JUST JOAN ON STAGE
Joan Armatrading will be 65 when her latest long tour ends but the ‘70s sensation remains keen to explore. This time she’s performing solo – just her voice, a guitar and a piano, and those songs
arduous tours in the future.
“I will do shorter things but I will never retire. I’ve never done a world tour on my own, so that’s a first. And I haven’t played the piano on stage for years, probably not since 1976.
“Some of these songs I have sung on stage with a band but not played (on an instrument), so there is a lot to it. It is a little nerve-racking to think that if I forget a word I can’t look at the keyboard player hoping they will remember – I’m really on my own.’’
Much has changed in the music world since Armatrading broke through with her 1976 hit Love And Affection.
“A good song can still take you far – look at Adele or Amy Winehouse or Sam Smith. It is different now though. When I started, more people were given the opportunity to realise their potential,” she says.
“My first album was in 1972 (but) it wasn’t until my third album ( Joan Armatrading), with Love And Affection, that I became known all over the world
“A lot of artists these days aren’t given that opportunity. If the first single doesn’t sell, that’s it, they’re dropped by the record company.
“The technology is there for the artist to present their songs freely, to put a song up on YouTube or Soundcloud or whatever outlet they choose. That’s great to build a little fan base but to project to a mass of people, you can’t do that yourself. It’s a skill but it’s not our skill as artists.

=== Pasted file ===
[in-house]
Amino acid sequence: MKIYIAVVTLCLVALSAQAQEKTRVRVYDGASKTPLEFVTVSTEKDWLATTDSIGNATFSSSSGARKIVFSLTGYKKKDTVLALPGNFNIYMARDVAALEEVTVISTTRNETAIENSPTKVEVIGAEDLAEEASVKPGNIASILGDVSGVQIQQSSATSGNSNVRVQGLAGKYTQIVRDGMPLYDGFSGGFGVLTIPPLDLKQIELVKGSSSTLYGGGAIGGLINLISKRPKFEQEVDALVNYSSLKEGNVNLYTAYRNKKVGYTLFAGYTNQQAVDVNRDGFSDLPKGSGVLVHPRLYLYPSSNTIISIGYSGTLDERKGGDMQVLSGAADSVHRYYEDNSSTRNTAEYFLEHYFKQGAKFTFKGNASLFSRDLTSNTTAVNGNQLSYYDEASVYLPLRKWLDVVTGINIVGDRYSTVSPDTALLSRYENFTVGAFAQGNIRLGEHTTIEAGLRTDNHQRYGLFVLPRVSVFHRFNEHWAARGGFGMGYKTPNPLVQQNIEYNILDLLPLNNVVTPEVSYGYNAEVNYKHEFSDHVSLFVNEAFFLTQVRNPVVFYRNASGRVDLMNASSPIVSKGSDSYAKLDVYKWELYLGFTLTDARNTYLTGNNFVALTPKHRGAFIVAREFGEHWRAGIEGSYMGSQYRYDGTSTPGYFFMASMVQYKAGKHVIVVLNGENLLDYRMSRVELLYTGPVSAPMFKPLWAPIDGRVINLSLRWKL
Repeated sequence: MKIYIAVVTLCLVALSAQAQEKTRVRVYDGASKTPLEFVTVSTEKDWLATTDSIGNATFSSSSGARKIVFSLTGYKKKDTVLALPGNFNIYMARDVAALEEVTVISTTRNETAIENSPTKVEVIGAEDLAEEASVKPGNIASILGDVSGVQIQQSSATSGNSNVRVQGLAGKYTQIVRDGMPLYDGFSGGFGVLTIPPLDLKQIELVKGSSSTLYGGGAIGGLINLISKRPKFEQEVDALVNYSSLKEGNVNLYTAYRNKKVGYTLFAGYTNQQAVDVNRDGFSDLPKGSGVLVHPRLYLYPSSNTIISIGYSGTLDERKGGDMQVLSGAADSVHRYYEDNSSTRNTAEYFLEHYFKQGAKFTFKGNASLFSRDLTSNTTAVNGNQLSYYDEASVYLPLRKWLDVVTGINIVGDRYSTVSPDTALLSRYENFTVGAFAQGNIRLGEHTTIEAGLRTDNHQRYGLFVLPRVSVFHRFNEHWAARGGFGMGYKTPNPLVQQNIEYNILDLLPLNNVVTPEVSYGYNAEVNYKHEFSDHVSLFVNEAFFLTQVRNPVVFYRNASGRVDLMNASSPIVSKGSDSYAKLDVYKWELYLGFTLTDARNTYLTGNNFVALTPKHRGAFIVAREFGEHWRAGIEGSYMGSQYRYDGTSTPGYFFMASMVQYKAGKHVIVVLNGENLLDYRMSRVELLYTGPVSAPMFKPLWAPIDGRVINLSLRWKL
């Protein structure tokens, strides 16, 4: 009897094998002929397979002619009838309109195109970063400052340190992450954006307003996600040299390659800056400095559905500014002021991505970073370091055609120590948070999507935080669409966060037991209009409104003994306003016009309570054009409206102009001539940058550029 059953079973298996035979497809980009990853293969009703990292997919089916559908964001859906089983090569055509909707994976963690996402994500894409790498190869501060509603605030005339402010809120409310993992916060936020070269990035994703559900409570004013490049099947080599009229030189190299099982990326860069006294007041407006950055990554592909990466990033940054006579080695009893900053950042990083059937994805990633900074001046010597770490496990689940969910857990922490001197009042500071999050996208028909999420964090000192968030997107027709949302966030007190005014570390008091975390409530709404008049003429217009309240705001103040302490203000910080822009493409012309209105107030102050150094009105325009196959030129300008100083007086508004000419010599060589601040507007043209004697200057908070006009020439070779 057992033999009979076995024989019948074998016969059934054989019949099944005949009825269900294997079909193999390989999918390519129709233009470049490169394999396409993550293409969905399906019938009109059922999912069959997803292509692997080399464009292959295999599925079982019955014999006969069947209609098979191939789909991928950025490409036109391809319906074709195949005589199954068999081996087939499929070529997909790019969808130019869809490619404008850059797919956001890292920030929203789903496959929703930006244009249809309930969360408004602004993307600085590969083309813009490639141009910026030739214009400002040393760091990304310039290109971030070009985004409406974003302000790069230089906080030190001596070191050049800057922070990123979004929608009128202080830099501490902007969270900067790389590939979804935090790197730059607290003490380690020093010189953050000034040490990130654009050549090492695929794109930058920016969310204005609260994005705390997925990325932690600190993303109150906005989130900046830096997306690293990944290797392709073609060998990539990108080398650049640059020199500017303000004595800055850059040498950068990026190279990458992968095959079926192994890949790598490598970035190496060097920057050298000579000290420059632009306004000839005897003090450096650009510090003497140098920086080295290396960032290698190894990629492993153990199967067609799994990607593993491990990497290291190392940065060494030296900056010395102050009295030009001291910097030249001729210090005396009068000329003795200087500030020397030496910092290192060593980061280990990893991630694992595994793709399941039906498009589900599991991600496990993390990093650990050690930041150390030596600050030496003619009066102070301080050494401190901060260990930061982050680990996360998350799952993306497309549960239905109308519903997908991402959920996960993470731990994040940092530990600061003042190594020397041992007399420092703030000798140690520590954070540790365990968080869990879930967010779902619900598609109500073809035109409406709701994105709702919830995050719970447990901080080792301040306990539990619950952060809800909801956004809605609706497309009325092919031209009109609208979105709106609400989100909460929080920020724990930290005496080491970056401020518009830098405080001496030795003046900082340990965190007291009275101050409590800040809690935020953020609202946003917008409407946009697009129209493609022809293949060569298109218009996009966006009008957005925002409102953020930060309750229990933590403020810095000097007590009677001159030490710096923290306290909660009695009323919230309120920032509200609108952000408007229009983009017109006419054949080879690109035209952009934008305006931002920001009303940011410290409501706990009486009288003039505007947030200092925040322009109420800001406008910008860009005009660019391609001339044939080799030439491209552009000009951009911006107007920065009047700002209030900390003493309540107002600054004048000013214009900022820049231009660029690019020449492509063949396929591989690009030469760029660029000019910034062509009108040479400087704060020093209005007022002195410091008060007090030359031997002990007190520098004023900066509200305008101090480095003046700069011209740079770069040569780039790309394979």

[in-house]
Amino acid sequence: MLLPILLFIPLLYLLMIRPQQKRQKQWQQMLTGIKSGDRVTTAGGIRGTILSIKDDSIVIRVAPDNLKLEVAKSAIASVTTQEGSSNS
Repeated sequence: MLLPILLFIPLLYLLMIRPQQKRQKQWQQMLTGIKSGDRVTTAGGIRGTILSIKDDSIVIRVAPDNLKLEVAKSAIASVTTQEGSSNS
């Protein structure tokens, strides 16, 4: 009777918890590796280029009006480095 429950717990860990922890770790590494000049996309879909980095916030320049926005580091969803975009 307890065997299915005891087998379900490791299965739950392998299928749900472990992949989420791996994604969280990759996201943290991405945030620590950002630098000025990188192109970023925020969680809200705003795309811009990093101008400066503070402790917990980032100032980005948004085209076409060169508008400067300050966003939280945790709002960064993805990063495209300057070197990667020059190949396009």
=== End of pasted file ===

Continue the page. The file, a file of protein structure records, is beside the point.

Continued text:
“If you look at Arctic Monkeys, Lily Allen or Ed Sheeran, it’s when the record companies pick them that they have massive success.’’
Armatrading is thankful for the support that has delivered a catalogue of much-loved songs, from Me Myself I and Show Some Emotion to Drop The Pilot, I’m Lucky and The Shouting Stage. Influences from folk, rock, jazz, soul and blues all shine through.
Her 2006 release Into The Blues was her first No.1 on the Billboard blues charts, a first for any female artist from the UK. It also won her a Grammy for best blues album. Last year’s Starlight had a strong jazz strain.
“I know exactly why I am here; I was born to write and I’m at my happiest when I’m writing. I don’t need anybody to tell me to do that. It was never the record company saying, ‘Joan, you’ve got to make a rock record.’ Their nurturing part was to give me the space to do what I was doing. Once I’d given them the music, they’d run with it. I must say that when I told the record company that I wanted Love And Affection to be a single, they did say to me, ‘Remember Joan, you asked for it,’ ” she says with a laugh. Her intuition song was right.
As she travels the world in the next year, Armatrading will do what she has always done – keep an eye out for details that can make a song.
“I wrote The Shouting Stage in Australia. I was in a restaurant and heard this couple having an argument. It became louder and louder and the guy just got up and stormed out. I thought, ‘What got them to the shouting stage?’
“We all see the same things but as a writer you observe it in a slightly different way, just as a painter would look at the colours.’’
And a writer like Armatrading sees the emotions.
Joan Armatrading will perform at Twin Towns on Saturday night.